Reforming math

Current math standards were implemented in stages after N.C. public schools began teaching math using Common Core standards in 2012.

  • Math 1, Math 2, Math 3: 2016-2017
  • K-8 Math: 2018-2019
  • Math 4: 2020-2021

K-12 math standards are set to be reviewed in the 2024-25 school year. Any recommendations for revising the standards will go to the Board in the summer of 2025.

In November, DPI presented “a comprehensive math reform package” to the Board, emphasizing a need for changes in how math is taught in the state.

Here’s what DPI said that package would include.

  • A request for an early math screener for all elementary grades.
  • Policies for guidelines on best instructional practices for math teachers, as well as recommendations for standards-aligned math curriculum.
  • A statewide system of supports for K-8 math teachers to include state-funded math professional development and coaching.
  • Policies for comprehensive math intervention programs aligned to Multi-Tiered System of Supports (MTSS), which focuses on evidence-based practices to achieve improved outcomes for students.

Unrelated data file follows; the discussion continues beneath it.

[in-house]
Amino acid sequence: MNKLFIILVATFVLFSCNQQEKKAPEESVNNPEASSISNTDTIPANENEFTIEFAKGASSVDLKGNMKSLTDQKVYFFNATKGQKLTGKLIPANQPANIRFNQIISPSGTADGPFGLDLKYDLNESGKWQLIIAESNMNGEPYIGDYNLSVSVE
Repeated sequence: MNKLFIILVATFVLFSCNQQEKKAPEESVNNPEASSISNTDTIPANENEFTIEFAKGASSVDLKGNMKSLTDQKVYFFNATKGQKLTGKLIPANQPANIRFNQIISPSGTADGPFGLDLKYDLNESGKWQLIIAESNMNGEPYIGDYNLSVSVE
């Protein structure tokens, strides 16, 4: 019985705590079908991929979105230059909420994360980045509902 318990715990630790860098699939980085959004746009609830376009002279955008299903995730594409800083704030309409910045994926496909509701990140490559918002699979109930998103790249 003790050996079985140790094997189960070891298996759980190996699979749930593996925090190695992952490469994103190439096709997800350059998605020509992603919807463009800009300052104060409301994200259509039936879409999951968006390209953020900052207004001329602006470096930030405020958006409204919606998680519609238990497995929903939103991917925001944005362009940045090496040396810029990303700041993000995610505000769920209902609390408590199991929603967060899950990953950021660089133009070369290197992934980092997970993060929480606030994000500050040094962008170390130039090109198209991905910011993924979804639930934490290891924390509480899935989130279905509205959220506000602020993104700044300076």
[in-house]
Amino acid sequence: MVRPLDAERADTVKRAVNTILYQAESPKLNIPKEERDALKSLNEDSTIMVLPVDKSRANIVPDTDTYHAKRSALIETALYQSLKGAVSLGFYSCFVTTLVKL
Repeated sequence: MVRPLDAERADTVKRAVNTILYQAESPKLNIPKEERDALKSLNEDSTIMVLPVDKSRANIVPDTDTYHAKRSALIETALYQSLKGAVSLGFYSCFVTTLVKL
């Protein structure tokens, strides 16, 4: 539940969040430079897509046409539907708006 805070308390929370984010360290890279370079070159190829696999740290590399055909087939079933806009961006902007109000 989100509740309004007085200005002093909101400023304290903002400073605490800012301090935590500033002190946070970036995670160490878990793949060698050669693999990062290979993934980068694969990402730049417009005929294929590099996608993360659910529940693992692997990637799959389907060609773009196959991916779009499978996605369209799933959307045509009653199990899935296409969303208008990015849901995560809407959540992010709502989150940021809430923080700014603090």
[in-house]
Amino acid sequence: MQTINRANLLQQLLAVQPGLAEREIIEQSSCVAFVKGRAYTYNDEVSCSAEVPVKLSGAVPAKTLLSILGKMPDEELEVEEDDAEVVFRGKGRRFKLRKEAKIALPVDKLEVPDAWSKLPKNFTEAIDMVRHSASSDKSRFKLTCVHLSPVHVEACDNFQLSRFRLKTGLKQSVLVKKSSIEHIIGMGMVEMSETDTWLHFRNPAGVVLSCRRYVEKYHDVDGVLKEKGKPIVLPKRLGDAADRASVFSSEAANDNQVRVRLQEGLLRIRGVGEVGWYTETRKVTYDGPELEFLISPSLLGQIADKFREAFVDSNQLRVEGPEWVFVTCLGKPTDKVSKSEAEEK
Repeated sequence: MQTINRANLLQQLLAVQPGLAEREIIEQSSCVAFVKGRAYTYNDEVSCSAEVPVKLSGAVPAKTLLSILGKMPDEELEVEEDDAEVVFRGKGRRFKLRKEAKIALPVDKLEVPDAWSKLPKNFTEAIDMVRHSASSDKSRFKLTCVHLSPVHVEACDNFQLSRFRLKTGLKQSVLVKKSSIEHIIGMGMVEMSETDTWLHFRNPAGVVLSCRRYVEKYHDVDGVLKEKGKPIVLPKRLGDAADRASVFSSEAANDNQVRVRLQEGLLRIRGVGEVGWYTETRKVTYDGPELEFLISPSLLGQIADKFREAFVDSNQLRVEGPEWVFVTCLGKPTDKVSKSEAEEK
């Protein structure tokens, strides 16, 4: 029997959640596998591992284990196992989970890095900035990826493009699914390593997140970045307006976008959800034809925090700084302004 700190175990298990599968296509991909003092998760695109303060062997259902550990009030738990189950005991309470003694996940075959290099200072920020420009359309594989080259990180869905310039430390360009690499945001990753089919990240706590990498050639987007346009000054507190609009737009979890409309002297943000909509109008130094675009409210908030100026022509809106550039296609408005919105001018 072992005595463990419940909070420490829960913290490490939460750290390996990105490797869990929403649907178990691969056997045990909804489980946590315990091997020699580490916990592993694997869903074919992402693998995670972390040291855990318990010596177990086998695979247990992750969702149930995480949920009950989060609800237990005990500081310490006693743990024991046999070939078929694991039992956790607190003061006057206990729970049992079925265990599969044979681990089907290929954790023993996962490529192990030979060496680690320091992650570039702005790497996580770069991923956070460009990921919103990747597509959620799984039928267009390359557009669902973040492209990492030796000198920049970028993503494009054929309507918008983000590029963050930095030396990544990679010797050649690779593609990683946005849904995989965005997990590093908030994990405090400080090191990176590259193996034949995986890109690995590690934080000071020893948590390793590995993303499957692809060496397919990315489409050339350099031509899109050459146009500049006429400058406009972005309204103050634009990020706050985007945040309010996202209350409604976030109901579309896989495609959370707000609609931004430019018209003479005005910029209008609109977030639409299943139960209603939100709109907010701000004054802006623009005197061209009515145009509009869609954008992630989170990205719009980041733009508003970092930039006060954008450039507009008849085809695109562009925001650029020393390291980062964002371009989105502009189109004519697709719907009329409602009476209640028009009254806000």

The changes are meant to better prepare all students for the Math 1 course, which some students take in middle school, but many take in high school.

“Most kids are not proficient in Math 1, or Algebra 1 as other places might call it,” Truitt said in November. “But we know that is the gateway for secondary success, and with the number of jobs that are available now and coming down the pipe in AI, machine learning, computer science — Algebra 1 is going to be the gateway to those career fields.”

The reform package is also meant to encourage more student interest in math — and to build confidence for others. Wednesday’s presentation highlighted gaps in math performance among student groups — including Black, Hispanic, male, and low-income students.

DPI Deputy State Superintendent Dr. Michael Maher shared a few math initiatives with the Board on Wednesday: